Character Sketch of Abigail Williams

Essay by kmh15High School, 10th gradeA+, December 2006

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Growing up, there is always the kid that everyone is afraid of. No one dares to sit next to them, but when they tell a student to move, that person doesn't hesitate. They are always the first person picked for teams simply because everyone is afraid to play against them. Everyone listens and obeys. They have somewhat of a dictatorship over those who surround them. They may come in different genders, names, sizes, and appearances, but there are there, in every town, playground, street, high school, and workplace. In "The Crucible" by Arthur Miller, Abigail Williams takes this role in Boston, Massachusetts in the late 1600's. Throughout the entire play she is manipulative, psychotic, and intelligent yet troubled young girl.

Abigail is the epitome of what defines manipulation. She uses everyone around her to her advantage. She intimidates the girls into not saying incriminating things in court. Abigail abuses her knowledge of John Proctor's lechery and adultery by declaring, "You are no wintry man, John.

I know you." to keep him quiet in the earlier stages of court proceedings. She even goes as far to hit and threaten Betty saying, "'Let either of you breathe a word, or the edge of a word, about the other things, and I will come to you in the black of some terrible night and I will bring a pointy reckoning that will shudder you... I can make you wish you had never seen the sun go down!" to keep her from telling the truth and siding against her. All the girls seem to be under her control because of her somewhat scheming behaviors throughout the entire play.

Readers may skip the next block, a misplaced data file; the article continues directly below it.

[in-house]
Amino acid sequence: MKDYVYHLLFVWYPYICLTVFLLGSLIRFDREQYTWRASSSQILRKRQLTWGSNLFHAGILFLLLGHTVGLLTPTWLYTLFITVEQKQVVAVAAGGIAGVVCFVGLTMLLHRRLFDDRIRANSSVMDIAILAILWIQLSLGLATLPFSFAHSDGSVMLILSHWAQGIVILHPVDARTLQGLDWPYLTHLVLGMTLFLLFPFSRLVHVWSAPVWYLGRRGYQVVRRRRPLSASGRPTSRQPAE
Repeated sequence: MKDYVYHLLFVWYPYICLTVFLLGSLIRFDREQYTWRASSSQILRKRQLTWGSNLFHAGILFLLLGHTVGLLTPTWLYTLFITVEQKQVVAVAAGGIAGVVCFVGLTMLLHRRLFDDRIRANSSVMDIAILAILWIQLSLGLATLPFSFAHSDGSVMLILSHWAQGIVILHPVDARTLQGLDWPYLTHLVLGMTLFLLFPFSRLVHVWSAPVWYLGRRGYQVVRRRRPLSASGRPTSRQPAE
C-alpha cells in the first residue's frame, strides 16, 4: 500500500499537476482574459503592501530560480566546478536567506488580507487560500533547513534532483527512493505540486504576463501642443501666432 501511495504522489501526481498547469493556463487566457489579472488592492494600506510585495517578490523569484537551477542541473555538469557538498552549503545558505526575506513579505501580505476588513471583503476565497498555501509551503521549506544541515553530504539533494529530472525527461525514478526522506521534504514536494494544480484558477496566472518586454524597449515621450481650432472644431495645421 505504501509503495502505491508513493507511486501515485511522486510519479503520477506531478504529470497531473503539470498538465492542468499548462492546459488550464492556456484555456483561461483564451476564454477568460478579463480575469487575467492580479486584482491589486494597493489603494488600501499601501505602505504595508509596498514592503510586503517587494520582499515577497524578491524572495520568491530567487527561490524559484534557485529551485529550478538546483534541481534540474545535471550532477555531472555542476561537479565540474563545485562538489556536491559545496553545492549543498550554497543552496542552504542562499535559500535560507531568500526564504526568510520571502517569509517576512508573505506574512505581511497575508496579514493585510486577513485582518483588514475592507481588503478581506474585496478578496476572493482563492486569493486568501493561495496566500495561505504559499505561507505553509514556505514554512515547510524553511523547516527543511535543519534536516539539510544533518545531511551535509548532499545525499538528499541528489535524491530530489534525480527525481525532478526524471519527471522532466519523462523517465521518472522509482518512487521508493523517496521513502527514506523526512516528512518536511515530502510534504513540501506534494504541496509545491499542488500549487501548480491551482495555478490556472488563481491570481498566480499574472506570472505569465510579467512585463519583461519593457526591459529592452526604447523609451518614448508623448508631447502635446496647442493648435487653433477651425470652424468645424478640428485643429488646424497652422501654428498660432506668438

In "The Crucible", Williams has many psychotic traits. She won't accept that John Proctor doesn't truly love her, but was simply caught in the lust of a man's hormones. He claims, "She

thinks to dance with me on my wife's grave! And well she might, for I thought of her softly. God help me, I lusted, and there is a promise in such sweat. But it is a whore's vengeance, and you must see it." All she wanted was to take Elizabeth Proctor's place. She accused many people, and many were hanged because of her insane obsession with John. She says, "I cannot sleep for dreamin'; I cannot dream but I wake and walk about the house as though I'd find you comin' through some door." She pleads with him, and doesn't believe him even when he pushes her to the ground in the deleted scene of act three. She insists that he is doing this for "show" to satisfy his wife. In factuality, he realizes how insane this girl really is, and wants to save his wife and the wives of his friends.

Abigail Williams, despite her less appealing traits, is a very intelligent person. She plans ahead and has a majority of the Salem Village believing that people are bewitching her. She faints on cue during trials to further her accusations. Abigail watches Mary Warren make a doll for Elizabeth Proctor and then stick a spare needle into it for safekeeping. She then she concocts "proof" of witchcraft by saying Elizabeth, the "owner" of the doll stuck it into the doll, which was a model of Abigail. She screams of pain when having dinner with the judges of the court. She slyly frames Elizabeth of witchcraft threw her smart thinking.

In "The Crucible", Abigail Williams is a manipulative, psychotic, and intelligent kid that has her village wrapped around her finger. She is in control of everything around her. Abigail, the antagonist, in truth is a character of simply bad intentions. Her sole mission is to be with John Proctor at any cost, even the price of the lives of the citizens of the Salem Village.